Over the long weekend in September last year, Northcliffe celebrated its 90th birthday. Northcliffe was founded solely for the ‘Group Settlement Scheme’ and is believed to be the only one still alive today.
Saturday’s celebrations included an afternoon of catching up with pioneer descendants and past residents followed by a Celebratory Ball. Sunday started with an ecumenical church service at 9.00am led by the Uniting Church’s Rev Peter Harvey and the Anglican Church’s Rev Cassandra Nixon. This saw the Uniting Church building seating capacity stretched to the limit with not only visitors, but also the support of nearby worshipping communities, especially Pemberton. Before a word was spoken or song sung, one could really feel Gods love.
In the earlý years Northcliffe was deemed a mission field. Church or Sunday School happened whenever a priest or missionary – be it Salvation Army, Methodist, Presbyterian or other – was visiting, word would go around and meetings would be held, often in the group school or even in the bush during the week or weekends. In the mid 1980’s there were four Christian churches meeting independently in a community of around 500 people and three church buildings not being used every Sunday.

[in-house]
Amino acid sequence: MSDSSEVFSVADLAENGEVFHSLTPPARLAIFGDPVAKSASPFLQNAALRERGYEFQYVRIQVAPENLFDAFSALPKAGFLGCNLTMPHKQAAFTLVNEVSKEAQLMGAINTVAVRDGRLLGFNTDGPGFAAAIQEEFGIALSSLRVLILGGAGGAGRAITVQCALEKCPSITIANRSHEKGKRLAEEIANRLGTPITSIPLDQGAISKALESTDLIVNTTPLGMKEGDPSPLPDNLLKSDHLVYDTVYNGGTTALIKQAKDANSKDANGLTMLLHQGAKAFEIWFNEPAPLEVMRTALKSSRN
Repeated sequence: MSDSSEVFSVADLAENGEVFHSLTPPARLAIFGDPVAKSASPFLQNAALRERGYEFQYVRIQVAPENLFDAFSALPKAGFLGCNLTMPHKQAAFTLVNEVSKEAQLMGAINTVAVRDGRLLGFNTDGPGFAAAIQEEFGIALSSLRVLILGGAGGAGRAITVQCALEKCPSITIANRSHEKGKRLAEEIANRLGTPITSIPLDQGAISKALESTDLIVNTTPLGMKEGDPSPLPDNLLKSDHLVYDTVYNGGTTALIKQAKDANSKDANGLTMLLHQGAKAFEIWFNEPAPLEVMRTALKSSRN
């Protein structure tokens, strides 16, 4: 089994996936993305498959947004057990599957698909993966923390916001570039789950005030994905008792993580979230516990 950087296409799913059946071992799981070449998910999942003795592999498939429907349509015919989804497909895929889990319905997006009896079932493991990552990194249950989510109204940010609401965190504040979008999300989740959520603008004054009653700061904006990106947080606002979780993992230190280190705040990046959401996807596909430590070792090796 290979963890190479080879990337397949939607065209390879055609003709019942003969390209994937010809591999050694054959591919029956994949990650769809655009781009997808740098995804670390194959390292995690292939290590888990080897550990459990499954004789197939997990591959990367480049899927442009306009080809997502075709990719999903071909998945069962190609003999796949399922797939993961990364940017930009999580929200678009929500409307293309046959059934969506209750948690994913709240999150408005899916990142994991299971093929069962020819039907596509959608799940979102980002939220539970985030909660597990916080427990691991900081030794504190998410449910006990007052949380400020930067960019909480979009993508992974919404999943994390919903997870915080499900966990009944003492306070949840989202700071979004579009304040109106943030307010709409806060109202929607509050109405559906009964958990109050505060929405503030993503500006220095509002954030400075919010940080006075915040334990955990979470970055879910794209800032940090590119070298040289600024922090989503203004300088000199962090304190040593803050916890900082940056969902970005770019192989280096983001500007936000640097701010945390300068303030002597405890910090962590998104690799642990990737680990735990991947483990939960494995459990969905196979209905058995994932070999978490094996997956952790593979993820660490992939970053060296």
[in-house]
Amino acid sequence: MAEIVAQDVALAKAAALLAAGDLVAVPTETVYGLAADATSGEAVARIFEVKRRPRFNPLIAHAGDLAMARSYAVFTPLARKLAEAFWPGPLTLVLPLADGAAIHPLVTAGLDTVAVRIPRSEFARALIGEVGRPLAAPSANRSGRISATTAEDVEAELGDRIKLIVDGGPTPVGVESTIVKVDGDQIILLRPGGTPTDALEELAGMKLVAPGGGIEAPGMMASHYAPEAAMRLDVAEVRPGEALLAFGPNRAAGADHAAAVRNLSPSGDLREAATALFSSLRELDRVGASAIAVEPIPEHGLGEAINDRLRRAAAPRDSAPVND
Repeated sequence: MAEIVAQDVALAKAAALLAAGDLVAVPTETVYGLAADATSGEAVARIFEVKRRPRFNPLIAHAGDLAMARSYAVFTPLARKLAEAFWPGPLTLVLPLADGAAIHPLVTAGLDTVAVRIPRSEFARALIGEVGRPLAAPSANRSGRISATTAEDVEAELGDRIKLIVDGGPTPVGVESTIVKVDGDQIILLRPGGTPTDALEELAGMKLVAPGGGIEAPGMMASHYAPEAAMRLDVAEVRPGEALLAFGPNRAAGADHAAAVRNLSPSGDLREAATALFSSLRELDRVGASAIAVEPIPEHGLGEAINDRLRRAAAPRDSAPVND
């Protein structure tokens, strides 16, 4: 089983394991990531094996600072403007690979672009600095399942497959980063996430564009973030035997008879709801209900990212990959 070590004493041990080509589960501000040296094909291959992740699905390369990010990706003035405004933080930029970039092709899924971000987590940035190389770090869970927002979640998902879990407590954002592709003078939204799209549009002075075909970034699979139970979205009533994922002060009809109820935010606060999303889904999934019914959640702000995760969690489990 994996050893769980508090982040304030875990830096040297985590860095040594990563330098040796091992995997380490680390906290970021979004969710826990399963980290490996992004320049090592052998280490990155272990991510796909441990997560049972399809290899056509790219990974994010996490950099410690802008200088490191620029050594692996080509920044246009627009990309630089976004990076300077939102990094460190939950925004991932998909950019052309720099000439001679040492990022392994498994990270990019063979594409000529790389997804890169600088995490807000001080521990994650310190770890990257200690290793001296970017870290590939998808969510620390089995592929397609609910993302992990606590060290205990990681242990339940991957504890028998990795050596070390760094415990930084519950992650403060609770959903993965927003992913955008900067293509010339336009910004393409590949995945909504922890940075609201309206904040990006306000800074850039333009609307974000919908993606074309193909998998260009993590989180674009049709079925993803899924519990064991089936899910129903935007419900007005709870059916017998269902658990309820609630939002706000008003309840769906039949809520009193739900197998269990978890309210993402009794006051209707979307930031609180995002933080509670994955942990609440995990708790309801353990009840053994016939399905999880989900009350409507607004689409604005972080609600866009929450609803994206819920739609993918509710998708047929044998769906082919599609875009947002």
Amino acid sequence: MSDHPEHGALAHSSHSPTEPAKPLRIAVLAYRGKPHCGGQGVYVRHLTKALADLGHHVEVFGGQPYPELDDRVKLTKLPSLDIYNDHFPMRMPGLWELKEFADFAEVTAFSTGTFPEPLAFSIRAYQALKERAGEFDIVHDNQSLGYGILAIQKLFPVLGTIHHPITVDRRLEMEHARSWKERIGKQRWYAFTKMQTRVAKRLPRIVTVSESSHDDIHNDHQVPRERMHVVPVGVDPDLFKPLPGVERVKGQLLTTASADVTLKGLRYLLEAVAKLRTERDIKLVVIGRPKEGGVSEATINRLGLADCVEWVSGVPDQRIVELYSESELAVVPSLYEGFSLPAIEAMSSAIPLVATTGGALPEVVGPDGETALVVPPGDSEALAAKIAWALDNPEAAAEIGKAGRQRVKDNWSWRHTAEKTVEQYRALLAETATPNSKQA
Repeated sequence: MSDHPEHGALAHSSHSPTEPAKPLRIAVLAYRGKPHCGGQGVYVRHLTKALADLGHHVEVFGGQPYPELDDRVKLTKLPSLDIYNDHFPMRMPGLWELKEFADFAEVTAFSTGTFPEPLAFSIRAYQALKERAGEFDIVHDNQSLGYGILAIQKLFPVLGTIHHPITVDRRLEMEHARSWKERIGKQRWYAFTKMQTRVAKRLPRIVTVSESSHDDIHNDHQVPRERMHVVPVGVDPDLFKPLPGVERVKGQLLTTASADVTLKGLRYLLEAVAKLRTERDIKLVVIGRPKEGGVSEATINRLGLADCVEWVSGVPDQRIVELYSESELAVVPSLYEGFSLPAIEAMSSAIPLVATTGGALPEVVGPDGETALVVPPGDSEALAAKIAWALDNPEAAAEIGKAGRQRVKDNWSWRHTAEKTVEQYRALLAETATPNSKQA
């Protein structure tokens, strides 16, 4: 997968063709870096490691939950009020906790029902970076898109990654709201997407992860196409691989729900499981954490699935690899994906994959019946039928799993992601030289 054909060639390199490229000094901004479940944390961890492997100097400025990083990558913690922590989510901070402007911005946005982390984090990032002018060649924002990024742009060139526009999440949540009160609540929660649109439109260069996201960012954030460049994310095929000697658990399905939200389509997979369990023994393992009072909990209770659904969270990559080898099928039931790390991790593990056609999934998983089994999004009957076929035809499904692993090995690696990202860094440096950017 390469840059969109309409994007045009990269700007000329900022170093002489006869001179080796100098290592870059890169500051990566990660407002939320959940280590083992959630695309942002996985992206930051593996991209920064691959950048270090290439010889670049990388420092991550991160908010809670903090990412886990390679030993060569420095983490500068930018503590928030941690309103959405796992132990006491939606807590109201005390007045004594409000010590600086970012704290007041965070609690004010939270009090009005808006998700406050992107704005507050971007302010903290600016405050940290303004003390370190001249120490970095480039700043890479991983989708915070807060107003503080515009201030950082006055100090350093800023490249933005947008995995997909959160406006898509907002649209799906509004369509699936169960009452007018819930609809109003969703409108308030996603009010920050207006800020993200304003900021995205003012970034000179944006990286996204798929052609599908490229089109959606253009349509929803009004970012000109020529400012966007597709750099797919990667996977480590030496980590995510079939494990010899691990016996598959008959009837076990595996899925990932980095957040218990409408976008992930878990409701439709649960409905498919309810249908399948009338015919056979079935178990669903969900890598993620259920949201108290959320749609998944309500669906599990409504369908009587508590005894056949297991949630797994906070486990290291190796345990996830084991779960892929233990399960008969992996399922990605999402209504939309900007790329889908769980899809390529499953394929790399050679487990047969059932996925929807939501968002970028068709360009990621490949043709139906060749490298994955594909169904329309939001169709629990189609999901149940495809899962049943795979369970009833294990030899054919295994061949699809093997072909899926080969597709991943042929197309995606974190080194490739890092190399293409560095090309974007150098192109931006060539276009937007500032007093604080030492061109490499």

In mid-2000 the Uniting and Anglican churches arranged their services on alternate weeks so as to attend each other’s services. One God, one salvation through Jesus Christ and a desire to be able to meet and worship as church weekly saw the two bodies respectfully acknowledging and embracing the different styles of worship of each other.
For the year ahead we do see some new challenges with Peter taking a new placement as chaplain at Fiona Stanley Hospital, as well Cassandra moving to retirement after Easter. The strong possibility is that each vacancy will require leadership to take on a different form with the new challenges that will bring.
‘Unity in diversity’ sounds like an oxymoron doesn’t it, but is it? Unity by conformity sounds easy, but how narrow a view of God’s great riches that would give us.